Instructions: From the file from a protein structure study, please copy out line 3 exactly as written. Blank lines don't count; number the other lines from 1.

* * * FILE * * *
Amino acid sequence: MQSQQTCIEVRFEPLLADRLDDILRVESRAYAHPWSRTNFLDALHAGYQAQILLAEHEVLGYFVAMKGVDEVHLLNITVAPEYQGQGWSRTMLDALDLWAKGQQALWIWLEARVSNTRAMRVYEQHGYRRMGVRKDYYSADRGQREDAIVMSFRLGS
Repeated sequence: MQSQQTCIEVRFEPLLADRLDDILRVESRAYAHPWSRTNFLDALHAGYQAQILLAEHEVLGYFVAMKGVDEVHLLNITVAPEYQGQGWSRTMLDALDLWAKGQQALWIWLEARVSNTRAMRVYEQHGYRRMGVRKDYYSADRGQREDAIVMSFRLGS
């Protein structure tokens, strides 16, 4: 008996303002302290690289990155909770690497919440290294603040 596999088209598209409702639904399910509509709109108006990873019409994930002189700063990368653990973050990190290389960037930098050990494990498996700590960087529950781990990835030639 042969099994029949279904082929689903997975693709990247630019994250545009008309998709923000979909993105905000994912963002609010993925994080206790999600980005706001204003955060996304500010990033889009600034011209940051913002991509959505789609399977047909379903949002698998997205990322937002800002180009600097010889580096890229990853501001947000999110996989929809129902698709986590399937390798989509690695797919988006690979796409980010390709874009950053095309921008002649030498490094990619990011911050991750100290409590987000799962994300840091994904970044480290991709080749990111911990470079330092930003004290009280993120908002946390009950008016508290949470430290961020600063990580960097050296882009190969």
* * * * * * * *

């Protein structure tokens, strides 16, 4: 008996303002302290690289990155909770690497919440290294603040 596999088209598209409702639904399910509509709109108006990873019409994930002189700063990368653990973050990190290389960037930098050990494990498996700590960087529950781990990835030639 042969099994029949279904082929689903997975693709990247630019994250545009008309998709923000979909993105905000994912963002609010993925994080206790999600980005706001204003955060996304500010990033889009600034011209940051913002991509959505789609399977047909379903949002698998997205990322937002800002180009600097010889580096890229990853501001947000999110996989929809129902698709986590399937390798989509690695797919988006690979796409980010390709874009950053095309921008002649030498490094990619990011911050991750100290409590987000799962994300840091994904970044480290991709080749990111911990470079330092930003004290009280993120908002946390009950008016508290949470430290961020600063990580960097050296882009190969």